Monday, September 8, 2014

#651 Trinidad, Cuba

Sitting on the steps next to the Iglesia de Santisima Trinidad, which wind their way up to the Casa de la Musica, listening to the beautiful jazzy music and watching couples dancing in the muggy night, drinking Havana Rum: this is a romantic memory of Cuba. Trinidad is the postcard image of this proud country, and its old city evokes the feeling that it is in its prime. The architecture is simply spectacular: The buildings are immaculate, beautifully painted in pastel colors and restored with polished wooden doors, wrought iron grills, and the cobblestones see very little traffic to disrupt the history.
Founded by Diego Velazquez de Cuellar in 1514, its full name is Villa de la Santisima Trinidad. However, its beauty was founded on the rich sugar valleys surrounding it, and it is one of the best preserved cities of the era in the Caribbean, with elaborate 18th and 19th century palaces in mixed styles layered over the Spanish colonial plazas and gardens (none of which are square). Nowadays, it's a tobacco processing area, although it would be easy to believe that tourism keeps it alive. Since 1988, along with the nearby Valle de los Ingenios ("Valley of the Sugar Mills", which produced the sugar that made it wealthy), it is one of the UNESCO World Heritage Sites.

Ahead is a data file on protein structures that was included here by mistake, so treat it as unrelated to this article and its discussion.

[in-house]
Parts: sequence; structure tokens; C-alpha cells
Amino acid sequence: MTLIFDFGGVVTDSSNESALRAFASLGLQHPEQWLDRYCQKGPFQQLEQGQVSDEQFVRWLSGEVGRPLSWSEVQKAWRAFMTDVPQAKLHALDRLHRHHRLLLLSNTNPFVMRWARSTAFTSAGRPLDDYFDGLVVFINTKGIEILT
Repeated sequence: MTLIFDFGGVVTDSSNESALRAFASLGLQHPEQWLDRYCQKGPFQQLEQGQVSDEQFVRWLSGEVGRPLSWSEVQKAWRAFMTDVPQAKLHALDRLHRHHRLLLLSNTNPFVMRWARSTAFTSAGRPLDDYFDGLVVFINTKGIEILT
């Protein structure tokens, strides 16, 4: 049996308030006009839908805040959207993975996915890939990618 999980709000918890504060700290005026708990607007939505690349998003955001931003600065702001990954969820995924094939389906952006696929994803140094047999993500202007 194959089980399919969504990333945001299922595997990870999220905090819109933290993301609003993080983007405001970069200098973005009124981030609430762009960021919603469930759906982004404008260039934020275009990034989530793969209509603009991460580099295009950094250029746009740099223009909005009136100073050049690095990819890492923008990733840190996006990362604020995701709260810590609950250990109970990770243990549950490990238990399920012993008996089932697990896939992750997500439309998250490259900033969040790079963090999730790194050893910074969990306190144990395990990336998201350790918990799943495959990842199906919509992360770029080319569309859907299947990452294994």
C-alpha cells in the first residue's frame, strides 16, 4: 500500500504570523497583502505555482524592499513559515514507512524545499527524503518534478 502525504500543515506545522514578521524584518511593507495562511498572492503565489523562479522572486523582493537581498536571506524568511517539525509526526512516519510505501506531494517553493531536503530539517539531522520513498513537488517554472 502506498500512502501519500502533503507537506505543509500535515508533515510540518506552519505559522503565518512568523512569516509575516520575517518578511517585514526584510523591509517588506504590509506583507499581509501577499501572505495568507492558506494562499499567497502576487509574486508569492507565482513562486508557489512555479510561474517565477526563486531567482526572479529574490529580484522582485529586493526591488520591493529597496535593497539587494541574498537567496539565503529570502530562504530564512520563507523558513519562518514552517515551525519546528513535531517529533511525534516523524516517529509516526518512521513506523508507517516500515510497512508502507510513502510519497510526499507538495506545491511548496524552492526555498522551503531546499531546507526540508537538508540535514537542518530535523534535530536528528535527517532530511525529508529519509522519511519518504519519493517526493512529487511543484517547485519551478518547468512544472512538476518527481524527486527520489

Beautiful waterfalls are nearby in the Sierra del Escambray, 15 minutes away across salt-flats, white-sand Ancon Beach is spectacular, and the wealth of snorkeling in Casilda Bay lures still others (see a list of 10 popular choices for visitors). Did you know there's even a cave discotheque and another in the ruins of a church?

Most stay in colonial Casas Particulares (homestays), where time seems to have stopped pre-Independence. Despite the busloads of tourists, Trinidad has retained its peaceful tranquility, and a climb to the top of the Convento de San Francisco de Asis, with its pretty circular windows and its beautiful breezes shows a view of pastel blends and a gentle continuation of life much as it has gone on for centuries or at least decades.
The Plaza Mayor and the Cathedral.

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